COVID-19 and Sewer Deterioration

COVID-19 and Sewer Deterioration: From One Year In to Several Years Out

Here we are folks! More than a year into the COVID- 19 pandemic, which upended every area of our lives, and brought tragedy and loss to some of us. For those of us professionals involved in maintenance and construction projects who work to support our underground wastewater infrastructure, here is a snapshot of how the COVID-19 pandemic has impacted, and will continue to impact, our aging sewer infrastructure for years to come; as well as provide a more immediate outlook for the sewer services industry throughout the U.S.

Let’s look at some of the immediate impacts. As we all remember from the initial lockdown in the spring of 2020, Americans, fearing a sustained period of mandatory quarantine, went on a panic-buying spree for toilet paper, and as some chose to stockpile large amounts of bathroom tissue, many others experienced scarcity as stores ran out of stock. This contributed to an increase in the use of “wet wipes” being flushed down toilets. These materials, which are not designed to dissolve as toilet paper does, were disruptive to the municipal wastewater collection system and created blockages in pipes, manholes, lift station pumps, and at the critical headworks of treatment plants.

Add to this, there have been anecdotal reports of sewer maintenance workers in the U.S. finding clogs in wastewater pipes due to people flushing face masks down toilets, and discarded masks entering conveyance mainlines from surface water drains to combine with other debris to form large deposits that can be difficult to remove.

In addition to the operations and maintenance difficulties from wet wipes and face masks, we have, since the initial lockdowns first commenced, experienced an unprecedented shift in the locations and patterns of wastewater flow levels in collection systems through the U.S., particularly in suburbs and areas with major office spaces. Due to nearly all office employees suddenly working remotely, and with travel highly restricted, flow monitoring data in residential areas immediately showed us high flow levels that went from a two-day a week level (because of weekends) to a seven-day a week constant state.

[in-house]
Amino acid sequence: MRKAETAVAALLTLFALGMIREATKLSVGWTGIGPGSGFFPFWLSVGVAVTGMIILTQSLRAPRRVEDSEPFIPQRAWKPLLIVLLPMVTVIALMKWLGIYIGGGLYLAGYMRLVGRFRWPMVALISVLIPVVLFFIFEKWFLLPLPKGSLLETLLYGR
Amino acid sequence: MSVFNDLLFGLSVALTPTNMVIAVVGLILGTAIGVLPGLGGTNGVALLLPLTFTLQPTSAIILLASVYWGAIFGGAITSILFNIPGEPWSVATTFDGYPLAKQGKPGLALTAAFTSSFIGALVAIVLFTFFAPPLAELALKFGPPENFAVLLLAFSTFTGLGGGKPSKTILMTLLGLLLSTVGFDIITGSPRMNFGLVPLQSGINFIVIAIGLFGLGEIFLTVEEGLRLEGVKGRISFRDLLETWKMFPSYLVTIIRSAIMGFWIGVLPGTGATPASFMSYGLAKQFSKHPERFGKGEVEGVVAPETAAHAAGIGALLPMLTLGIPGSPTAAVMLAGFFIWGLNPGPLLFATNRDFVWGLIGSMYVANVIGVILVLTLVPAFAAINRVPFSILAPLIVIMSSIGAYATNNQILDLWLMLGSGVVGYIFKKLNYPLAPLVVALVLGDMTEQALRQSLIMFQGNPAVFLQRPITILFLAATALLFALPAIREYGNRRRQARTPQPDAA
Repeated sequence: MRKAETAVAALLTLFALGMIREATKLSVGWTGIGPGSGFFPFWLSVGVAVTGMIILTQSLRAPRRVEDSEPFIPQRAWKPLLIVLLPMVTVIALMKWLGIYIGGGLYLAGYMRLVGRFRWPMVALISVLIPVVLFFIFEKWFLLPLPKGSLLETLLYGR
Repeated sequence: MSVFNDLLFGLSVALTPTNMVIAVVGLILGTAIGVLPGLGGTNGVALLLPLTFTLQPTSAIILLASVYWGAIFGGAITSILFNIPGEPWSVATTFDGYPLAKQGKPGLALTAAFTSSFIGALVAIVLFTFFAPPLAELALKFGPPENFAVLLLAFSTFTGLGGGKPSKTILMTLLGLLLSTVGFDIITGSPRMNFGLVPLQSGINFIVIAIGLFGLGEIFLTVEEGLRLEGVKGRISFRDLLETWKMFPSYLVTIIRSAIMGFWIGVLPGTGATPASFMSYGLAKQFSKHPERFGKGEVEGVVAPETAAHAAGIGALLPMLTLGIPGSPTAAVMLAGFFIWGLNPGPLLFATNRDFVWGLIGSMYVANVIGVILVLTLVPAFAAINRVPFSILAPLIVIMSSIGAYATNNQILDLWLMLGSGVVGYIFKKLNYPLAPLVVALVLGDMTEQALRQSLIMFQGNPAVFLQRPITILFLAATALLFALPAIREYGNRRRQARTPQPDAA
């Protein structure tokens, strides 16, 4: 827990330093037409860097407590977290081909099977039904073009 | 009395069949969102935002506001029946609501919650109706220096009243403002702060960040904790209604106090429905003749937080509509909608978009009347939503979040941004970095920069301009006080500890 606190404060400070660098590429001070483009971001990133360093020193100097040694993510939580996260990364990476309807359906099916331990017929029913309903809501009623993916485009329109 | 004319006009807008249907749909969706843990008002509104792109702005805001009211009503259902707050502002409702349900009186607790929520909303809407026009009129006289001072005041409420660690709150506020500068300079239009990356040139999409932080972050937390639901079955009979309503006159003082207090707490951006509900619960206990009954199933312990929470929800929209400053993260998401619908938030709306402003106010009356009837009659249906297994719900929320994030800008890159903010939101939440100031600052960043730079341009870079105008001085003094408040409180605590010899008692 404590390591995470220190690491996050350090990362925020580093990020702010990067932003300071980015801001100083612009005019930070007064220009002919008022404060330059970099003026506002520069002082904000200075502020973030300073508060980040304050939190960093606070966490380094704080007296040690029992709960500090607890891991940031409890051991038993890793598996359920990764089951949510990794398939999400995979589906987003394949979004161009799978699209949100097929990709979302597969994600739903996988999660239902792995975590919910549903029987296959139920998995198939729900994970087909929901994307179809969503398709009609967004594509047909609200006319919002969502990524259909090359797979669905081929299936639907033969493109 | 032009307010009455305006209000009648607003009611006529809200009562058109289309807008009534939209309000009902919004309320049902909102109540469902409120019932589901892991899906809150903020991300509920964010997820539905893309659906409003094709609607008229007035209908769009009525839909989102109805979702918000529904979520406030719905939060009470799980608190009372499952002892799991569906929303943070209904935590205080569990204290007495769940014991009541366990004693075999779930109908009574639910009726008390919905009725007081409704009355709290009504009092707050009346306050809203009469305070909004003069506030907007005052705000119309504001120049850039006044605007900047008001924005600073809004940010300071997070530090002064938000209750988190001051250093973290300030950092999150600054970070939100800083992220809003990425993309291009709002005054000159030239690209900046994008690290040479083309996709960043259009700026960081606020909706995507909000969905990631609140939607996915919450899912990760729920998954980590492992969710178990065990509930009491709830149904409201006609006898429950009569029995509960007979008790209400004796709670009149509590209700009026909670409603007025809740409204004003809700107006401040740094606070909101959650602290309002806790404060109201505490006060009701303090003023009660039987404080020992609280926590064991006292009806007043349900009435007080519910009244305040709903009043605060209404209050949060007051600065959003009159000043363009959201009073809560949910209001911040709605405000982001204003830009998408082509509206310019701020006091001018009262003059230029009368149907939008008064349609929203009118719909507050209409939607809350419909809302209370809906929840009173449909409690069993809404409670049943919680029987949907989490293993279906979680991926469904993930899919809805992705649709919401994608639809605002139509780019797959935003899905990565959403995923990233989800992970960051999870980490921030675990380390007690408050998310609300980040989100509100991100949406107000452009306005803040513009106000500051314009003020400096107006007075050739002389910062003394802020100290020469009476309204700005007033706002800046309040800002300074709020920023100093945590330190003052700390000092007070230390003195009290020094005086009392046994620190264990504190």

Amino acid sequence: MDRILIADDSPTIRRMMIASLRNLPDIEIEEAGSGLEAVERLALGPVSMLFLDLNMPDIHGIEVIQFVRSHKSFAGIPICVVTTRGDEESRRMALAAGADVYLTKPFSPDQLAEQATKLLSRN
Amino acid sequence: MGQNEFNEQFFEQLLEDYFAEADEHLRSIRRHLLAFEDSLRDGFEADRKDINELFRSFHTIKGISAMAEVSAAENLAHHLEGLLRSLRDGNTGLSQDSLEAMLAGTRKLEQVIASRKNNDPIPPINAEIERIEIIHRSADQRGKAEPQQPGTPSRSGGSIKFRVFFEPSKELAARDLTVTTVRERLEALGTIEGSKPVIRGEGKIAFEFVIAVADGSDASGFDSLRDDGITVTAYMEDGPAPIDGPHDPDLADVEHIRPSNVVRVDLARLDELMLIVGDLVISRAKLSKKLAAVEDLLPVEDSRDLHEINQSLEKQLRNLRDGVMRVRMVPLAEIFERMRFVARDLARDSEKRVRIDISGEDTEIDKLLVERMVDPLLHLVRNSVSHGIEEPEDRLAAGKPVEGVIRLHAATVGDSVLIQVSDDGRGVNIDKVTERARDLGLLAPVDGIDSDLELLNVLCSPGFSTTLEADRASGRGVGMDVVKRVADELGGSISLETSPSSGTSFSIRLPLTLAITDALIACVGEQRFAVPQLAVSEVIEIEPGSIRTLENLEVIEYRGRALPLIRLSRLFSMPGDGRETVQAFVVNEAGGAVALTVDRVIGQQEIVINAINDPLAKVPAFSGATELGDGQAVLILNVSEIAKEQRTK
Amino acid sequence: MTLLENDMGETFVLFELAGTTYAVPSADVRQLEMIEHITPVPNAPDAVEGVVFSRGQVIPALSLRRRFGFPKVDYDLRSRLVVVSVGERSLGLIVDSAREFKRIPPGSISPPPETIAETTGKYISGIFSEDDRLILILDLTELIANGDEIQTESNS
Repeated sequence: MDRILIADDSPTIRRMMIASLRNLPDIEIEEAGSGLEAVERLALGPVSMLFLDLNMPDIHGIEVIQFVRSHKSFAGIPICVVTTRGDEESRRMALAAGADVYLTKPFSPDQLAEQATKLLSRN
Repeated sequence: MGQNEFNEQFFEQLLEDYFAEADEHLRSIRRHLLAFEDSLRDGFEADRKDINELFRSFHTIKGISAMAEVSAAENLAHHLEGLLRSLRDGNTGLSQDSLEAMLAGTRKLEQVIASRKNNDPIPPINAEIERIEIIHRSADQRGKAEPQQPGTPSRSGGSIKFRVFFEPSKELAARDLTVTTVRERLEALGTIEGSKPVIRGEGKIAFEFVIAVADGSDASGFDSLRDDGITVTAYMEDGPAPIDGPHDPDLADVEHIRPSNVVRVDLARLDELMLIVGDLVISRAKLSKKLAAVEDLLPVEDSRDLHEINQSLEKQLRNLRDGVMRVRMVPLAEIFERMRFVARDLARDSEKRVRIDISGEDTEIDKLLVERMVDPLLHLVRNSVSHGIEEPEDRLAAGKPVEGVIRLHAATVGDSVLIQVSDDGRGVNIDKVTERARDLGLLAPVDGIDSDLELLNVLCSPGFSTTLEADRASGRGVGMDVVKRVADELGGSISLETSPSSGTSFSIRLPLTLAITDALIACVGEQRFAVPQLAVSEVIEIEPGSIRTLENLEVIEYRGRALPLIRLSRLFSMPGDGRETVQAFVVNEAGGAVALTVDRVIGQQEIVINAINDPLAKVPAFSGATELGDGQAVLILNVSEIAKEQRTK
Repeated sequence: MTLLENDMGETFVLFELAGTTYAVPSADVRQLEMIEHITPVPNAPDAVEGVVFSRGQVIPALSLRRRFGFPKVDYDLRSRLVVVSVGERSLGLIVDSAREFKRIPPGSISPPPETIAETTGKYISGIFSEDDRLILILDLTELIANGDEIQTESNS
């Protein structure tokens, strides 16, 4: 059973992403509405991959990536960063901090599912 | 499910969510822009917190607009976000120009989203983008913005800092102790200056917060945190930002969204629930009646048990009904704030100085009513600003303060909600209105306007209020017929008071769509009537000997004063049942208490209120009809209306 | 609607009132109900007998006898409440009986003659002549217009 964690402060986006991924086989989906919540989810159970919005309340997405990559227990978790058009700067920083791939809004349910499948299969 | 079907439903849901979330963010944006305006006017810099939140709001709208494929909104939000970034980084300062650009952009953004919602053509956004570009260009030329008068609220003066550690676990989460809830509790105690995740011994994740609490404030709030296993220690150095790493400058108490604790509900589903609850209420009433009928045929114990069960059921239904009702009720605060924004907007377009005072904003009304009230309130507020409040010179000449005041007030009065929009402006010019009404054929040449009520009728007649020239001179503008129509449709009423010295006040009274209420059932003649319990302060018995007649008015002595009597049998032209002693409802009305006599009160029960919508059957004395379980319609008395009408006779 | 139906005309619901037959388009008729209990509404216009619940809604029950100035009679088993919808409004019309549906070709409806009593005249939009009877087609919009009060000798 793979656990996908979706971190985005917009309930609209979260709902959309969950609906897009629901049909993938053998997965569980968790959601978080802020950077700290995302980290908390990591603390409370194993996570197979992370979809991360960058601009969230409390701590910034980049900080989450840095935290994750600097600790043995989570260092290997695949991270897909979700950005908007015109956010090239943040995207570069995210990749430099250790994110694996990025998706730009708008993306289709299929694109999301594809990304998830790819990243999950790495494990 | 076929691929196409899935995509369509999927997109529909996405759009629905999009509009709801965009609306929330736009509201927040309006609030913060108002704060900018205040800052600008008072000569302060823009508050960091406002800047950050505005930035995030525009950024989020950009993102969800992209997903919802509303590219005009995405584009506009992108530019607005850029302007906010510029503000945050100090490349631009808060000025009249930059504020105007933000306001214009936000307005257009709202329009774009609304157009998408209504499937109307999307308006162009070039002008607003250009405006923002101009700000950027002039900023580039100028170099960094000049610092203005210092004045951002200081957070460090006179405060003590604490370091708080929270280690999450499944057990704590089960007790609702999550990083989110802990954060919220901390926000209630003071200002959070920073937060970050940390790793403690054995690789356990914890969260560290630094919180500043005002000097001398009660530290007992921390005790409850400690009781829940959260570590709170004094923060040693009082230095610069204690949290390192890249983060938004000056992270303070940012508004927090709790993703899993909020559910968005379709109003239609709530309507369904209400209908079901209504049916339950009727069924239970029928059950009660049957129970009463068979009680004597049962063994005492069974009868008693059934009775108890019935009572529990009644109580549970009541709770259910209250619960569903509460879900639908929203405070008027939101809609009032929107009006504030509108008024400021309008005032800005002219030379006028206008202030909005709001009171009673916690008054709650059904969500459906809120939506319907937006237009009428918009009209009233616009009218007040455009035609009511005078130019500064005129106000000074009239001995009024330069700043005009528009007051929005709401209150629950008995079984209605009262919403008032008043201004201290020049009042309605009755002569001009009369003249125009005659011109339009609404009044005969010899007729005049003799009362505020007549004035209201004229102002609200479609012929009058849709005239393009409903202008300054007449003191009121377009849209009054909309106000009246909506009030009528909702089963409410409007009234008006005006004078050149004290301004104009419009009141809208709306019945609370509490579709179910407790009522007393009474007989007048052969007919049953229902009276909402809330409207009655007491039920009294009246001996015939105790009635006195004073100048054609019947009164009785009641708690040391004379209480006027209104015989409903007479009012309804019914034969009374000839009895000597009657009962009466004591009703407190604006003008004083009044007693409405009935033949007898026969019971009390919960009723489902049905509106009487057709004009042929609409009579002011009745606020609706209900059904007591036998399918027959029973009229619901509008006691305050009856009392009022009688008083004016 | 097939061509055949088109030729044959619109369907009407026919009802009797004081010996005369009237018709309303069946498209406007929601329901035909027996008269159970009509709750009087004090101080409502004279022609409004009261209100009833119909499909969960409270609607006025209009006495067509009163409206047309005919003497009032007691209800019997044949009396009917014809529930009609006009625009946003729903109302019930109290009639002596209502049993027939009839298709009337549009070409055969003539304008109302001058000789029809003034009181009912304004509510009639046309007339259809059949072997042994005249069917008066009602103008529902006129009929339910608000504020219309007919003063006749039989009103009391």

“ Many public entities are currently seeing huge declines in tax revenues and collection
issues from ratepayers impacted by sudden high unemployment due to closures from
COVID protocols.”

Now, this is not to say data demonstrates there to be an overall higher level of flow across all collection systems, however, we are likely to see a longterm shift in the point-source locations of these wastewater flows could have at least two major long-term impacts on their collection systems:

First, if residential areas (consisting of entire drainage basins in certain collection systems) experience sustained periods of higher “weekend” flow levels that could accelerate deterioration of these already aged and deteriorated pipes. If a particular pipe segment had historically only had to convey these higher flows two days a week, and then suddenly the pattern shifts to seven days a week for longer than a year, one could expect any pre-existing fissures, voids, or joint separations to worsen.

Second, is the effect of sustained periods of low flows in major commercial areas of the collection system. These more densely populated and urban areas tend to have larger diameter gravity conveyance mainlines to service the normally higher flow volumes. With this sustained period of low flow, one can expect this to result in operation and maintenance issues, as the current hydraulics may be insufficient to convey solids downstream, causing not just blockages, but also creating an additional deterioration mechanism: corrosion resulting from hydrogen sulfide gas (H2S attack). As these blockage points create or simulate a septic condition in the sewer, the formation of hydrogen sulfide gas results once these materials eventually aerate and oxidize due to high flow events and turbidity. As all of us in the wastewater industry know, corrosion from hydrogen sulfide gas attack, in addition to being a deadly job safety hazard for sewer workers, is a major problem for structures made with cementitious materials, which are commonly used in horizontal conveyance and vertical access structures.